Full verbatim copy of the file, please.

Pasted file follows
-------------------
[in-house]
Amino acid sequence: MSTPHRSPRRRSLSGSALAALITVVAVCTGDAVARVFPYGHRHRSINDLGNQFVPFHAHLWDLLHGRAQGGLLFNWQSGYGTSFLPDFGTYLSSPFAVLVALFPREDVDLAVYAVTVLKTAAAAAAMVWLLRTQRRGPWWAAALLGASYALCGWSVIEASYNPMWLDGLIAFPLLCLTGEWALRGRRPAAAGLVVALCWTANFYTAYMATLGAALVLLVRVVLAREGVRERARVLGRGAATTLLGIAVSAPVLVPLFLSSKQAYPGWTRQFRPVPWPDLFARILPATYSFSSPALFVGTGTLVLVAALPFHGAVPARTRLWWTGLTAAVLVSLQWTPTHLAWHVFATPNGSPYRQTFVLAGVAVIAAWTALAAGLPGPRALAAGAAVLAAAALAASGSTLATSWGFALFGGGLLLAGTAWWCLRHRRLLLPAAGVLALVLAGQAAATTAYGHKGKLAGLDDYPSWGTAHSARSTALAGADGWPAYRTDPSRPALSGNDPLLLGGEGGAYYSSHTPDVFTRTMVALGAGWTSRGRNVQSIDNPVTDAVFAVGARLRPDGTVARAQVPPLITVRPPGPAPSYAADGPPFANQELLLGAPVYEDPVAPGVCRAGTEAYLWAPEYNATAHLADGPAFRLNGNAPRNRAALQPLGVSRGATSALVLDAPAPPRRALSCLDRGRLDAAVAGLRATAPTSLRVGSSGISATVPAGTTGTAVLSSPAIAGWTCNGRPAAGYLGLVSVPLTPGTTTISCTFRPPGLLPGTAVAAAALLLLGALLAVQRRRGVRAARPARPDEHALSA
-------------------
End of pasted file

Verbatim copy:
[in-house]
Amino acid sequence: MSTPHRSPRRRSLSGSALAALITVVAVCTGDAVARVFPYGHRHRSINDLGNQFVPFHAHLWDLLHGRAQGGLLFNWQSGYGTSFLPDFGTYLSSPFAVLVALFPREDVDLAVYAVTVLKTAAAAAAMVWLLRTQRRGPWWAAALLGASYALCGWSVIEASYNPMWLDGLIAFPLLCLTGEWALRGRRPAAAGLVVALCWTANFYTAYMATLGAALVLLVRVVLAREGVRERARVLGRGAATTLLGIAVSAPVLVPLFLSSKQAYPGWTRQFRPVPWPDLFARILPATYSFSSPALFVGTGTLVLVAALPFHGAVPARTRLWWTGLTAAVLVSLQWTPTHLAWHVFATPNGSPYRQTFVLAGVAVIAAWTALAAGLPGPRALAAGAAVLAAAALAASGSTLATSWGFALFGGGLLLAGTAWWCLRHRRLLLPAAGVLALVLAGQAAATTAYGHKGKLAGLDDYPSWGTAHSARSTALAGADGWPAYRTDPSRPALSGNDPLLLGGEGGAYYSSHTPDVFTRTMVALGAGWTSRGRNVQSIDNPVTDAVFAVGARLRPDGTVARAQVPPLITVRPPGPAPSYAADGPPFANQELLLGAPVYEDPVAPGVCRAGTEAYLWAPEYNATAHLADGPAFRLNGNAPRNRAALQPLGVSRGATSALVLDAPAPPRRALSCLDRGRLDAAVAGLRATAPTSLRVGSSGISATVPAGTTGTAVLSSPAIAGWTCNGRPAAGYLGLVSVPLTPGTTTISCTFRPPGLLPGTAVAAAALLLLGALLAVQRRRGVRAARPARPDEHALSA